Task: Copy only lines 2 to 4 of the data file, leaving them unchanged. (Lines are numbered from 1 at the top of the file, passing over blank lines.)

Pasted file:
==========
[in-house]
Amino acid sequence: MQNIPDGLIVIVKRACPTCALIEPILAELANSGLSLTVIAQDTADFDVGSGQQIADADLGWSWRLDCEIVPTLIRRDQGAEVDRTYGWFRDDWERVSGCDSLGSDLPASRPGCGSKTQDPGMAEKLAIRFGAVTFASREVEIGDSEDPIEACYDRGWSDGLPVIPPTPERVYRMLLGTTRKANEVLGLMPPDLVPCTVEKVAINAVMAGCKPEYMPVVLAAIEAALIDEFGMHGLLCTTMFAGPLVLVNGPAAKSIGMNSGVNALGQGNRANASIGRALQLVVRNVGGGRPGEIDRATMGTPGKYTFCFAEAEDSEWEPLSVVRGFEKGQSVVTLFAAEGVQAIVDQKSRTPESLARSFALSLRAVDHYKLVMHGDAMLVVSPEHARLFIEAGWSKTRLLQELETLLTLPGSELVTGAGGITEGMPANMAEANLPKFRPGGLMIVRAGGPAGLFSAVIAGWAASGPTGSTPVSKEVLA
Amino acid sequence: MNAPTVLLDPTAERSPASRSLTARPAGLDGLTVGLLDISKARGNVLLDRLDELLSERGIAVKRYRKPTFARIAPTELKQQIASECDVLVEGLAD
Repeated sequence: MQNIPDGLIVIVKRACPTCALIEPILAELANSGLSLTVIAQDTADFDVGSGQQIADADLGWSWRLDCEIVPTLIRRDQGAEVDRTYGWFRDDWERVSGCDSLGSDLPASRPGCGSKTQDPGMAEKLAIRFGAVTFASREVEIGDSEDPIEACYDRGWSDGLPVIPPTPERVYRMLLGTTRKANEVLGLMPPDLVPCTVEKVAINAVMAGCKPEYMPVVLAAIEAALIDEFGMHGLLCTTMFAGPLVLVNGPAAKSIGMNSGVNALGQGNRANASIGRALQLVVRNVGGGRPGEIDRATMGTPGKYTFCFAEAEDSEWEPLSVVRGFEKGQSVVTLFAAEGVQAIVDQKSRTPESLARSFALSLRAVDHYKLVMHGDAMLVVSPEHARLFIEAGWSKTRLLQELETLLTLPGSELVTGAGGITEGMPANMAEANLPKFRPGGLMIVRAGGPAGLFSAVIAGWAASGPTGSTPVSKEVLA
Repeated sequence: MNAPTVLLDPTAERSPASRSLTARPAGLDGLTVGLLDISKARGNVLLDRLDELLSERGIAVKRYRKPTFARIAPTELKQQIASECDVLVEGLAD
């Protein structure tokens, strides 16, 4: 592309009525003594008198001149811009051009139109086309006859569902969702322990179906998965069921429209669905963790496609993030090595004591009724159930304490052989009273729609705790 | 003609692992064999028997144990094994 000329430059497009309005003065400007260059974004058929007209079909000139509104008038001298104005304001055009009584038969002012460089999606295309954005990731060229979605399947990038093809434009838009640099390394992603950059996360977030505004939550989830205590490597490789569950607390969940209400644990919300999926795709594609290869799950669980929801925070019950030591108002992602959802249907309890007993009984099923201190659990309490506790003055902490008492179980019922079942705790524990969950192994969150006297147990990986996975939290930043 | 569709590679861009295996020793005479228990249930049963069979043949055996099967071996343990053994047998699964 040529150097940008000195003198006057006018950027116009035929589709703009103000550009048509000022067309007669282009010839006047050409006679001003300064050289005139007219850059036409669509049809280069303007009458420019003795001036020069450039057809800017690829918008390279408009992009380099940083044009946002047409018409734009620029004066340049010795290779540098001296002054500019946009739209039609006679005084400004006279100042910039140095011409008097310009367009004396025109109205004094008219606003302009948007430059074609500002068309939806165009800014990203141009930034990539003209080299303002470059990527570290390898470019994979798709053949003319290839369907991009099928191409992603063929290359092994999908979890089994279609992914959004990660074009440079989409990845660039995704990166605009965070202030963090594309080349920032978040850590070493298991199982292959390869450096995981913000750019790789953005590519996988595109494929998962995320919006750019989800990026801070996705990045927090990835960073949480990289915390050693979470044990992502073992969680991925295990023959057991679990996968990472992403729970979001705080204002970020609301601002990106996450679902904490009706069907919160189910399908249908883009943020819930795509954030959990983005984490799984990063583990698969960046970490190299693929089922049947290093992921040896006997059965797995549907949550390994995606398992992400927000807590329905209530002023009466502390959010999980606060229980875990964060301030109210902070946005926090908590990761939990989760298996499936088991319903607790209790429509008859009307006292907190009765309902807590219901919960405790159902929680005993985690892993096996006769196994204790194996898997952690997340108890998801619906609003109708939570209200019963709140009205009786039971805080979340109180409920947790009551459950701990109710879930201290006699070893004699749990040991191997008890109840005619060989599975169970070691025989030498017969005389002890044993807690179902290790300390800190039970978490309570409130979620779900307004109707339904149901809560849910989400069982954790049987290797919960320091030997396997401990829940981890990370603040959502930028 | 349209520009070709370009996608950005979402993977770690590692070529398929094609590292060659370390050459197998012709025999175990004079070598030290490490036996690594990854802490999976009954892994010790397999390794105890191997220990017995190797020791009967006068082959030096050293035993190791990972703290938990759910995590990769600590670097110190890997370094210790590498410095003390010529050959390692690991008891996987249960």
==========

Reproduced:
Amino acid sequence: MQNIPDGLIVIVKRACPTCALIEPILAELANSGLSLTVIAQDTADFDVGSGQQIADADLGWSWRLDCEIVPTLIRRDQGAEVDRTYGWFRDDWERVSGCDSLGSDLPASRPGCGSKTQDPGMAEKLAIRFGAVTFASREVEIGDSEDPIEACYDRGWSDGLPVIPPTPERVYRMLLGTTRKANEVLGLMPPDLVPCTVEKVAINAVMAGCKPEYMPVVLAAIEAALIDEFGMHGLLCTTMFAGPLVLVNGPAAKSIGMNSGVNALGQGNRANASIGRALQLVVRNVGGGRPGEIDRATMGTPGKYTFCFAEAEDSEWEPLSVVRGFEKGQSVVTLFAAEGVQAIVDQKSRTPESLARSFALSLRAVDHYKLVMHGDAMLVVSPEHARLFIEAGWSKTRLLQELETLLTLPGSELVTGAGGITEGMPANMAEANLPKFRPGGLMIVRAGGPAGLFSAVIAGWAASGPTGSTPVSKEVLA
Amino acid sequence: MNAPTVLLDPTAERSPASRSLTARPAGLDGLTVGLLDISKARGNVLLDRLDELLSERGIAVKRYRKPTFARIAPTELKQQIASECDVLVEGLAD
Repeated sequence: MQNIPDGLIVIVKRACPTCALIEPILAELANSGLSLTVIAQDTADFDVGSGQQIADADLGWSWRLDCEIVPTLIRRDQGAEVDRTYGWFRDDWERVSGCDSLGSDLPASRPGCGSKTQDPGMAEKLAIRFGAVTFASREVEIGDSEDPIEACYDRGWSDGLPVIPPTPERVYRMLLGTTRKANEVLGLMPPDLVPCTVEKVAINAVMAGCKPEYMPVVLAAIEAALIDEFGMHGLLCTTMFAGPLVLVNGPAAKSIGMNSGVNALGQGNRANASIGRALQLVVRNVGGGRPGEIDRATMGTPGKYTFCFAEAEDSEWEPLSVVRGFEKGQSVVTLFAAEGVQAIVDQKSRTPESLARSFALSLRAVDHYKLVMHGDAMLVVSPEHARLFIEAGWSKTRLLQELETLLTLPGSELVTGAGGITEGMPANMAEANLPKFRPGGLMIVRAGGPAGLFSAVIAGWAASGPTGSTPVSKEVLA